The record shows that, during the community-supervision period, Amended Conditions 18 and 19 prohibit appellant from having any contact with his son and from living with his wife as long as she is living with their son. The right to "establish a home, and bring up children" has long been recognized as a fundamental liberty interest which the State may not abridge without due process of law. Meyer v. Nebraska, 262 U.S. 390, 399, 43 S.Ct. 625, 626, 67 L.Ed. 1042 (1923). In Roberts v. Jaycees, the United States Supreme Court elaborated that the relationships attendant to the creation and sustenance of a family are entitled to the highest degree of constitutional protection because they have played a critical role in the culture and traditions of our nation and establish a critical buffer between the individual and the State. 468 U.S. 609, 617-20, 104 S.Ct. 3244, 3249-51, 82 L.Ed.2d 462 (1984); see also Troxel v. Granville, 530 U.S. 57, 66, 120 S.Ct. 2054, 2060, 147 L.Ed.2d 49 (2000) (plurality op.) (stating that "it cannot now be doubted that the Due Process Clause of the Fourteenth Amendment protects the fundamental right of parents to make decisions concerning the care, custody, and control of their children" and citing many cases in support of this proposition).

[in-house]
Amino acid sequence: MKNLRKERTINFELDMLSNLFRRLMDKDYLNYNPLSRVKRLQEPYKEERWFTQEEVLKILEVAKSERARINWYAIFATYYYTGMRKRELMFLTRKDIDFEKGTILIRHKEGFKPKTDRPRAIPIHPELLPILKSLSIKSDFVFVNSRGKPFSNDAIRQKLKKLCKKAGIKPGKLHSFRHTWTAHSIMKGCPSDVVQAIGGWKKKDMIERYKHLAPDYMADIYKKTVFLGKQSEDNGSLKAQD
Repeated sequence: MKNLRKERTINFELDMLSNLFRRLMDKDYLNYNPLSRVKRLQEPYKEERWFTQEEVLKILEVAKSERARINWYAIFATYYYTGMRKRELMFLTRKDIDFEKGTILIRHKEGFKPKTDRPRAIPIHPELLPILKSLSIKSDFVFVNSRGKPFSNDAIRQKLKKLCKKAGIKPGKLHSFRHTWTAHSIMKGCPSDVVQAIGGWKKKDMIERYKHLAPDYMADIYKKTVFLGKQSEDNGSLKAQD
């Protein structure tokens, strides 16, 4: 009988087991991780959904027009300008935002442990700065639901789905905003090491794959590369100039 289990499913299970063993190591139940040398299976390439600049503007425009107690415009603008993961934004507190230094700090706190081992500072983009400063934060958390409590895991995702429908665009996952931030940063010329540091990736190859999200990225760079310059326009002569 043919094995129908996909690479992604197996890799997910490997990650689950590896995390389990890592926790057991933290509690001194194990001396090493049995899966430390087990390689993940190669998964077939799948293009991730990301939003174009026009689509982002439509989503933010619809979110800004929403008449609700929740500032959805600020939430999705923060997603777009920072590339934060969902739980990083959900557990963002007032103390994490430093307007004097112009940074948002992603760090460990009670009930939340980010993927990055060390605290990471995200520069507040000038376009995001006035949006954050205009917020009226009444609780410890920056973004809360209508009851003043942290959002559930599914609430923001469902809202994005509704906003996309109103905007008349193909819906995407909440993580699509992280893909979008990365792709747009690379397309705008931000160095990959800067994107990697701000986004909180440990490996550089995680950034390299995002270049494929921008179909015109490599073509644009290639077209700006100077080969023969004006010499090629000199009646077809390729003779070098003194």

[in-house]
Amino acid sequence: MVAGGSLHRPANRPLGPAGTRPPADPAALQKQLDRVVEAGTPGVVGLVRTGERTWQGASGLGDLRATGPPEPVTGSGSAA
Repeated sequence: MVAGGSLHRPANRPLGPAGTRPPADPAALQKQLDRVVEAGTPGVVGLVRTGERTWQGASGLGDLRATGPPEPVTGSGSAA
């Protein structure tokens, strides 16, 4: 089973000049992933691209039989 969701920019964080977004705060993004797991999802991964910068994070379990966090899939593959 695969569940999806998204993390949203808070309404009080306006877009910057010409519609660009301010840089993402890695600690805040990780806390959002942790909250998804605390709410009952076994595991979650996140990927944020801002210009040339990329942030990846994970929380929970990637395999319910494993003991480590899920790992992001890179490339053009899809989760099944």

Whether Amended Conditions 18 and 19 unduly intrude on appellant's constitutionally protected freedoms also depends on whether these conditions are reasonably related to the purposes of community supervision. See Macias v. State, 649 S.W.2d 150, 152 (Tex.App.-El Paso 1983, no writ.). A community-supervision condition is not necessarily invalid because it interferes with the exercise of constitutionally protected rights. See Lee v. State, 952 S.W.2d 894, 900 (Tex.App.-Dallas 1997, no pet.); Macias, 649 S.W.2d at 152. A community-supervision condition that bears a reasonable relationship to the purposes of community supervision is not unduly intrusive on constitutional rights. See Lee, 952 S.W.2d at 900; Macias, 649 S.W.2d at 152. Texas courts have used three factors to determine whether community-supervision conditions reasonably relate to the purposes of community supervision so that they do not violate the probationer's constitutional rights: (1) the purposes sought to be served by community supervision, (2) the extent to which constitutional rights enjoyed by law-abiding citizens should be accorded probationers, and (3) the legitimate needs of law enforcement. See Lee, 952 S.W.2d at 900; Macias, 649 S.W.2d at 152.